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An extremely rare syndrome combining gigantism, pigmented nevi, jaw cysts, and neurologic signs.

Cerebral Gigantism with Jaw Cysts.

Incidence unknown. Initially described in nine patients from two families. Autosomal dominant inheritance.

The disorder may affect the head and neck (macrocephaly, mandibular prognathia, frontal and biparietal bossing, odontogenic cysts of jaws, cleft lip and palate), the spine (scoliosis, kyphosis, abnormal cervical vertebrae, vertebral fusion), the central nervous system (hydrocephalus, ventricular malformation, cerebellar signs, intracranial calcifications, muscular hyptonia, hyporeflexia or areflexia, electroencephalographic anomalies, insensitivity to pain), and the skin (signs of Gorlin-Goltz Syndrome). In addition, amyotrophy or muscle agenesis and limb and digit abnormalities have been reported. Disturbances in the calcium metabolism seem to be a prominent feature of this disorder. Perioperative control of calcium serum levels is recommended.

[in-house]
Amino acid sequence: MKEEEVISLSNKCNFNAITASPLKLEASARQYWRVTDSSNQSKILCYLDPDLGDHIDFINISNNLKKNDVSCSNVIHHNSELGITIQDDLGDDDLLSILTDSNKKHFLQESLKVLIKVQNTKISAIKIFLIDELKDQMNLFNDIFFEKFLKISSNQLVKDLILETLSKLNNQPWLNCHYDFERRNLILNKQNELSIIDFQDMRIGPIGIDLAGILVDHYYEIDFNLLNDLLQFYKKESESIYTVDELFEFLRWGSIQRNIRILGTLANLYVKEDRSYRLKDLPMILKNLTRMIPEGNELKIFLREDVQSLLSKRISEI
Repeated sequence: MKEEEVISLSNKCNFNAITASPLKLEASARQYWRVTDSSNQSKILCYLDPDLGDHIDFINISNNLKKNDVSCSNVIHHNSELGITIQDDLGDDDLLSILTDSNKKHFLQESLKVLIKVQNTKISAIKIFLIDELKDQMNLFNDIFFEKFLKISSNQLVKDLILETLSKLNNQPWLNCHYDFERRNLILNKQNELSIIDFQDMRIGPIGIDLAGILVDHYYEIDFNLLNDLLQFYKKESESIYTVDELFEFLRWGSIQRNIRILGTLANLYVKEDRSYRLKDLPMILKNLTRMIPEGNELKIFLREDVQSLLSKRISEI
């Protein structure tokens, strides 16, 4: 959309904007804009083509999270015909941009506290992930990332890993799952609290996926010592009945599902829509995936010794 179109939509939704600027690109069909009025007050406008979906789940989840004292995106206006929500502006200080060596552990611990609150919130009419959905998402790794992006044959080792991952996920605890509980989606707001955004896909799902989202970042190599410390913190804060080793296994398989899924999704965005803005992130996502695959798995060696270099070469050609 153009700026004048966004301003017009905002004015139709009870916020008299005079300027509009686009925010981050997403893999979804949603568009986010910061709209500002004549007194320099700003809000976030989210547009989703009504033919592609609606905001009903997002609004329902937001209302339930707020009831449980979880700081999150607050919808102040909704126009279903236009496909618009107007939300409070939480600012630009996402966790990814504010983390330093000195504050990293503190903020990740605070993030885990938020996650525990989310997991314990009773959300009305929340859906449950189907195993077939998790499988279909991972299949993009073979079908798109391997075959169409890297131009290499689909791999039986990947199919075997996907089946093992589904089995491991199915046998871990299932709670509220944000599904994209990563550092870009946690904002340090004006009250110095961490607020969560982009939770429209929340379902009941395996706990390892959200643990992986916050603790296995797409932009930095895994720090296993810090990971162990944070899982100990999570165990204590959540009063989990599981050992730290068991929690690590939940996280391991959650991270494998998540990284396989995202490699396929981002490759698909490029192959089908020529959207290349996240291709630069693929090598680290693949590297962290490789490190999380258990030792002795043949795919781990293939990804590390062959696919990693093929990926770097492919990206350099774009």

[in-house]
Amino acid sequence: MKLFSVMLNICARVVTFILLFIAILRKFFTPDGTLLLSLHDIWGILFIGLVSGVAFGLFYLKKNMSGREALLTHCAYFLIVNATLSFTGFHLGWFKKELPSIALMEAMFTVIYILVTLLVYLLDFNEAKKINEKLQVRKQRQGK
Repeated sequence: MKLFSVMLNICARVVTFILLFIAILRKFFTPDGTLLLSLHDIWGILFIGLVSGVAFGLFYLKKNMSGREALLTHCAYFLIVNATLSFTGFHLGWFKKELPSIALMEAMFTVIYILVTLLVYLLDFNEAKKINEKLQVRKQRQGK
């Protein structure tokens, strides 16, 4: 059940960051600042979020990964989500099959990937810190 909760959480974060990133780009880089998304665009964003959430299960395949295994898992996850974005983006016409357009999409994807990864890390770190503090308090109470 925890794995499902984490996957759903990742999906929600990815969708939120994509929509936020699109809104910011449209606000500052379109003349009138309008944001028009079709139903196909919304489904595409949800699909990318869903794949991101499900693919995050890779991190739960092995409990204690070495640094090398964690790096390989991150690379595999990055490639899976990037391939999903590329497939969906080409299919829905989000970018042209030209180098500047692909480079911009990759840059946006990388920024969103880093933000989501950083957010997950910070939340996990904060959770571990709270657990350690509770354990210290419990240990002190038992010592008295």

Given the features of this disorder, airway management is expected to be difficult. Maintenance of spontaneous ventilation is recommended until the airway has been secured. Caution with depolarizing and nondepolarizing muscle relaxants is advisable in view of hypotonia and neuromuscular abnormalities. Central neuraxial blockade may be difficult because of vertebral malformations and probably should be avoided considering the neurologic impairment.

Sotos Syndrome: Characterized by excessively rapid growth during the first year of life, acromegalic craniocerebral features (macrocephaly, prominent forehead), and a nonprogressive cerebral disorder with mental retardation. Other features include high arched palate and prognathism with premature eruption of teeth, hypotonia, hyperor hypothyroidism, and delayed motor and cognitive development.

Gorlin-Goltz Syndrome: Autosomal dominant inherited ectodermal disorder with complete penetrance but variable expressivity, characterized by multiple basal cell nevi on the torso and shoulders with a potential of malignant degeneration.

Cramer H, Niederdellmann H: Cerebral gigantism associated with jaw cyst basal cell naevoid syndrome in two families. Arch Psychiatr Nervenkr 233:111, 1983.  [PubMed: 6882181]

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